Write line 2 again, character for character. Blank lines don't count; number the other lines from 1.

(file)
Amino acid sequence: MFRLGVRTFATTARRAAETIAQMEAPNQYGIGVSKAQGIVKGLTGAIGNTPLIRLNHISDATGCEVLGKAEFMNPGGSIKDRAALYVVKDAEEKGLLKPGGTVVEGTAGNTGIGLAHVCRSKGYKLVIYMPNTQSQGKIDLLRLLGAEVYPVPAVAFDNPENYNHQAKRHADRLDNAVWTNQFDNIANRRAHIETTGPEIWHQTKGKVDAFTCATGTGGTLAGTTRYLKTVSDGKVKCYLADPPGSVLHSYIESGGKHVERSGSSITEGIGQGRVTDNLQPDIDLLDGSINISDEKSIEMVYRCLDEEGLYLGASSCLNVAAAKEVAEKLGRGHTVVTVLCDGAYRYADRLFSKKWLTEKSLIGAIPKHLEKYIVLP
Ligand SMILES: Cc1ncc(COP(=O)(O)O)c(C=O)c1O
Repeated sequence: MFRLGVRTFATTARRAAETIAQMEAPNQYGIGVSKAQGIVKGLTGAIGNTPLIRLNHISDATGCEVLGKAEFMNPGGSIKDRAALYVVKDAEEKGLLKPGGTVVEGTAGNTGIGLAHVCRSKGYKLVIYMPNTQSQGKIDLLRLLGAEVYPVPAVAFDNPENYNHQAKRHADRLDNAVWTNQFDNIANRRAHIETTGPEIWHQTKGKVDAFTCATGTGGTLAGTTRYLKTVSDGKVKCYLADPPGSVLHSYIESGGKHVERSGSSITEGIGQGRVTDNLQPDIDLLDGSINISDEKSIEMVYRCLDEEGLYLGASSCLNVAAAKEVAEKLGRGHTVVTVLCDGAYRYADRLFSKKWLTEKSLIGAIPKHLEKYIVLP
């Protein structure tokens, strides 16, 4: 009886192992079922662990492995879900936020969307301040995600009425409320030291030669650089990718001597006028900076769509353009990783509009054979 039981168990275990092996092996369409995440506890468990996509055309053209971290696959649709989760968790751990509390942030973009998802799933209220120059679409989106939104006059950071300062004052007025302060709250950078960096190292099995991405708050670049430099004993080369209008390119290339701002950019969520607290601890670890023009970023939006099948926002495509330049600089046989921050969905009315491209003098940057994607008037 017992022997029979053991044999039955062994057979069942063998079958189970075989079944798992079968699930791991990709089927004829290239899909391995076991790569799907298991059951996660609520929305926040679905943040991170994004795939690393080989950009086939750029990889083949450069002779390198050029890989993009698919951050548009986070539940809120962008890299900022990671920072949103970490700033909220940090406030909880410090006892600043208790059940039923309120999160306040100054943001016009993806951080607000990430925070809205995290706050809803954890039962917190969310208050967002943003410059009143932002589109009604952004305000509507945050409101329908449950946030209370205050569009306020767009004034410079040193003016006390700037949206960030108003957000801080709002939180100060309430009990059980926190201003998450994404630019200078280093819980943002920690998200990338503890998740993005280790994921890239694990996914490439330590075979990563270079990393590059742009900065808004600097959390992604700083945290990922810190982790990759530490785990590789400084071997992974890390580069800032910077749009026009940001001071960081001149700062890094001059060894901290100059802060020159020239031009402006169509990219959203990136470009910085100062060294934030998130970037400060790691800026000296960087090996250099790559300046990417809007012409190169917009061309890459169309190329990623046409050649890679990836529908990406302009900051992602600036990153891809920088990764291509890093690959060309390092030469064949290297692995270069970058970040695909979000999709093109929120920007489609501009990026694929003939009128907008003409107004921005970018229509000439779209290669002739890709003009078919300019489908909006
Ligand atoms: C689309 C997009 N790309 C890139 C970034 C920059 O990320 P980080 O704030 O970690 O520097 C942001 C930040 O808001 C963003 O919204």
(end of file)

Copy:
Ligand SMILES: Cc1ncc(COP(=O)(O)O)c(C=O)c1O